Managua The proposed “grand canal,” as the project is called in Nicaragua is the 72nd proposal in the last 500 years to build a waterway connecting the Atlantic and Pacific Ocean through Lake Nicaragua, the largest freshwater lake in Central America, and the San Juan River. This time it’s a no-bid 100-year concession signed between President Daniel Ortega and a 41-year old Chinese businessman, Wang Jing, for a $40 billion operation that the most optimistic claims believe would be finished by 2019 and according to the government double the economy and create 400,000 jobs. Unions have embraced the project as a jobs creator. Environmentalists are horrified. Mostly locals are keeping quiet about the project.
The engineering obstacles are huge and perhaps daunting. The lake would have to be dredged twice its current depth to 90 feet and the canal would take up almost half its acreage, which is the source of drinking water for Managua. There are concerns that feeder rivers to the lake might have to be dammed to maintain the water level necessary for these huge ocean containers. There are fears about invasive species being allowed between the oceans. An environmental impact statement has been contracted through a professor from George Mason University in Virginia, but there’s no date for completion. One skeptic the Organizers’ Forum delegation met with raised another concern often overlooked that the 100-year concession to Jing would give his operation control and imminent domain rights at prices unilaterally set for half of the land area in the entire country.
Perhaps many are simply adopting a “wait and see” position since Jing’s Hong Kong Nicaragua Development Company was supposed to come up with firm financing by the first of this year, but has thus far said nothing. Jing claims the Chinese government is not behind the project or willing to finance, but it’s unclear to Nicaraguans where else this kind of money could come from.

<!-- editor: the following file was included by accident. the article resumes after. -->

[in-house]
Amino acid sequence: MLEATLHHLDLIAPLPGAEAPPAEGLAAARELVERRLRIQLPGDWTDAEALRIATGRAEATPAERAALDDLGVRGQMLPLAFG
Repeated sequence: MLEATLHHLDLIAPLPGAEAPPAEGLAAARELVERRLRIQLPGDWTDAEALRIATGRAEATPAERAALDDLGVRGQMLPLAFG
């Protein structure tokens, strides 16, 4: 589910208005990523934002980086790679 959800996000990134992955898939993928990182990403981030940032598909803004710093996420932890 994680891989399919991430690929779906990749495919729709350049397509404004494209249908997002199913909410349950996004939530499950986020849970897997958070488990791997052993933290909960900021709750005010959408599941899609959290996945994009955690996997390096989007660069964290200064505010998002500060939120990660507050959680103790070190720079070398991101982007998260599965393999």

Before our Friday afternoon meetings some of us caught a couple of cabs to University of Central America, a Jesuit founded university in Managua. We were following the trail to a collection there of “relics” of Augusto Sandino and early Sandinista history housed somewhere on campus. In the serendipity of hidden pleasures found in the risk-and-rewards of international travel, we never found the relics, but we were treated to a tour of the biology collection of flora, fauna, geology, and shells of Nicaragua as well as a semi-diorama of various birds from the area. Finally before our helpful staffers conceded we would not be able to see the relics we were walked over to the large art space where the director gave us a shoulder shrugging tour of the work done by an art collective on the canal. Her diffidence underscored her oft repeated point that this was not a UCA endorsed position but “art, you know,” so you take it or leave it.
What it was in fact was the most sustained protest about the canal plans that we saw anywhere in Nicaragua. One installation after another made it abundantly clear that the artists were stating clearly that the canal project was essentially a Chinese takeover of Nicaraguan sovereignty, and also a potential environmental, and purposeless, disaster. One of the most powerful pieces showed a small lizard crawling out of the canal to a wasteland symbolizing the ruins of Lake Nicaragua. Another piece was a long running video of a loudspeaker truck driving through miles and miles, village after village throughout the country following the potential route of the canal and announcing the news that all of the listeners would need to be relocated. Piece after piece echoed the politically profound cries of culture, searing the protest powerfully, but deeply, in all of us as we walked from one display to another, amazed at this hidden, almost invisible gem, we had stumbled on in Managua.